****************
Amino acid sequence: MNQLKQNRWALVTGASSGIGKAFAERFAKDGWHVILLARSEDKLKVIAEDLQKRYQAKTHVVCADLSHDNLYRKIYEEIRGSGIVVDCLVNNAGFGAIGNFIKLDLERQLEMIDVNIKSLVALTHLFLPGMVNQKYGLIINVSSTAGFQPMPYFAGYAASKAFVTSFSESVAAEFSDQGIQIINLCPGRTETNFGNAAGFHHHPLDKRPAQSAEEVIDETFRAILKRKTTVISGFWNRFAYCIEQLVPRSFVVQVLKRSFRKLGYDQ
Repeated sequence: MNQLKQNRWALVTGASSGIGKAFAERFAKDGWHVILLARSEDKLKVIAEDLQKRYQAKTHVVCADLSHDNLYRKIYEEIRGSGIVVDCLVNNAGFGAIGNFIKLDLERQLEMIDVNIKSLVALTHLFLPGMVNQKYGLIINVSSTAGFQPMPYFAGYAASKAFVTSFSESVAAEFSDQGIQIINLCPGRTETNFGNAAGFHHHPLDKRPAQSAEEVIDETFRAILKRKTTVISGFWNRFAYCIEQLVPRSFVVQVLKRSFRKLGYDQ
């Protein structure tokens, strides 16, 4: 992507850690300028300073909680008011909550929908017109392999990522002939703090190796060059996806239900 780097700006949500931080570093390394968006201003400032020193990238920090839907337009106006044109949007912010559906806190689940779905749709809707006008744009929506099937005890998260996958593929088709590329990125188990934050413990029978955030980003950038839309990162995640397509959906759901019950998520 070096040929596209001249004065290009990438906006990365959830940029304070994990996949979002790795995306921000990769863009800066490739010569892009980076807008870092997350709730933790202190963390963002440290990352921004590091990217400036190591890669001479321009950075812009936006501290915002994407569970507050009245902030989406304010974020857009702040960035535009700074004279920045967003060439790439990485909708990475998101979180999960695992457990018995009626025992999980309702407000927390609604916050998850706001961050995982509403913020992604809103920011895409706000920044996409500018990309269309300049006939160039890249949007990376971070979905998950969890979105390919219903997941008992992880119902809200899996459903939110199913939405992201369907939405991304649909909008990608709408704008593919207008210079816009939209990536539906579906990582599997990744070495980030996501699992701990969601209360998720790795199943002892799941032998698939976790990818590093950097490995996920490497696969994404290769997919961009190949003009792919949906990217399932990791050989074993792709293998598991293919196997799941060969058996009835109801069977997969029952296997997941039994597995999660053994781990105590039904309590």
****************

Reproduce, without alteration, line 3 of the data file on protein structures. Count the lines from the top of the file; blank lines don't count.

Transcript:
């Protein structure tokens, strides 16, 4: 992507850690300028300073909680008011909550929908017109392999990522002939703090190796060059996806239900 780097700006949500931080570093390394968006201003400032020193990238920090839907337009106006044109949007912010559906806190689940779905749709809707006008744009929506099937005890998260996958593929088709590329990125188990934050413990029978955030980003950038839309990162995640397509959906759901019950998520 070096040929596209001249004065290009990438906006990365959830940029304070994990996949979002790795995306921000990769863009800066490739010569892009980076807008870092997350709730933790202190963390963002440290990352921004590091990217400036190591890669001479321009950075812009936006501290915002994407569970507050009245902030989406304010974020857009702040960035535009700074004279920045967003060439790439990485909708990475998101979180999960695992457990018995009626025992999980309702407000927390609604916050998850706001961050995982509403913020992604809103920011895409706000920044996409500018990309269309300049006939160039890249949007990376971070979905998950969890979105390919219903997941008992992880119902809200899996459903939110199913939405992201369907939405991304649909909008990608709408704008593919207008210079816009939209990536539906579906990582599997990744070495980030996501699992701990969601209360998720790795199943002892799941032998698939976790990818590093950097490995996920490497696969994404290769997919961009190949003009792919949906990217399932990791050989074993792709293998598991293919196997799941060969058996009835109801069977997969029952296997997941039994597995999660053994781990105590039904309590």